22, 2001, Gazette)
technology transfer in action
From Space to Earth
Special to the Gazette
to C-CORE observe the interaction between mining telerobots in
a demonstration conducted by C-COREs Intelligent Systems
group and Intrignia, a company formed by a group of Memorial
graduates. (L-R) Jamie King and Lloyd Smith, Intrignia, Dr. Meisen,
Minister Tobin, Judith Whittick and Paul Mills, vice-president
of ACOA for Newfoundland and Labrador
European Space Agency announced the award of a $1.3 million contract
to C-CORE to implement Phase III of the Harsh Environments Initiative
at a ceremony at C-CORE on Friday. The initiative, which was
launched in 1997, is an international network to identify, transfer
and adapt technologies developed by European and Canadian space
agencies into terrestrial and marine environments. These technologies
span diverse projects, including satellite monitoring of pipelines
on slopes, remote robotic mining operations, and automation of
inspection tasks in sawmills, among others.
Federal Industry Minister Brian Tobin, Premier Roger Grimes and
space agency representative Dr. Pierre Brisson headlined the
Feb. 17 event.
C-CORE is providing opportunities for graduate research
to students of Memorial University, said Minister Tobin
to an audience of industry and academic leaders as well as space
agency partners. This helps make Canadian companies become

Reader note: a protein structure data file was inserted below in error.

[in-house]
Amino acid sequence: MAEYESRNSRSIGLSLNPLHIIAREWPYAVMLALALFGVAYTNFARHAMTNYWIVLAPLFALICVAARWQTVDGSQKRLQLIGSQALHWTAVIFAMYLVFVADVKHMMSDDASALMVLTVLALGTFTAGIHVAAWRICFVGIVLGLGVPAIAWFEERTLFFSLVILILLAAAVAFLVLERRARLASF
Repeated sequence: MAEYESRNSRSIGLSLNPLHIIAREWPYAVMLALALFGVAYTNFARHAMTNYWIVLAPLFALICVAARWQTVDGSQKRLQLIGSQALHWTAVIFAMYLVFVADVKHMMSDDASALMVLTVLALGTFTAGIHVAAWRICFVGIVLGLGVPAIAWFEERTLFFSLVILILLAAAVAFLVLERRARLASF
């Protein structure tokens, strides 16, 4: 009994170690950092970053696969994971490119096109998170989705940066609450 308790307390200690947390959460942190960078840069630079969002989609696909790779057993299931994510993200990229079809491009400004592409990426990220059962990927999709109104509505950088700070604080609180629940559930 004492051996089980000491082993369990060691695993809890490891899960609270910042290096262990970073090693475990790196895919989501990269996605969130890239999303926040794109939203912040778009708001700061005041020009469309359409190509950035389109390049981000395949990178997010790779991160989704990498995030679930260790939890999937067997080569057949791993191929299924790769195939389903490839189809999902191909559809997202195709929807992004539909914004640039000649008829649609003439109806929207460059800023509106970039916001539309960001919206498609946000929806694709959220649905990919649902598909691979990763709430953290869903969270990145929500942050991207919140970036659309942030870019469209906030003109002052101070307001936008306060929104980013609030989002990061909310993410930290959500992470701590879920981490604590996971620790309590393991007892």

more innovative and competitive in the global marketplace by
adapting leading-edge space technologies and driving Canadian
innovation in the development of smart robotics and sensors
Dr. Brisson, head of the technology transfer, assessment and
promotion for the ESA, contributed a European perspective.
The C-CORE-led Harsh Environments Initiative has ... exceeded
our expectations and we look forward to continuing to support
(its) future expansion.
The focus of the initiative is on industrial operations in the
economies of Canada and Europe, especially, oil and gas and mining,
both of which undertake operations in inhospitable terrestrial
and marine environments. Industries that operate in harsh or
geographically remote terrestrial and marine environments are
faced with major challenges: to keep costs down, minimize the
impact of their operations on the environment, and ensure human
safety. These are precisely the operational imperatives that
gave rise to the HEI.
Weve been very successful in obtaining international
support for the program, which helps us achieve the goal of transferring
the products of space research and development to industrial
and commercial exploitation in Earths harsh environments,
explained Judith Whittick president and CEO.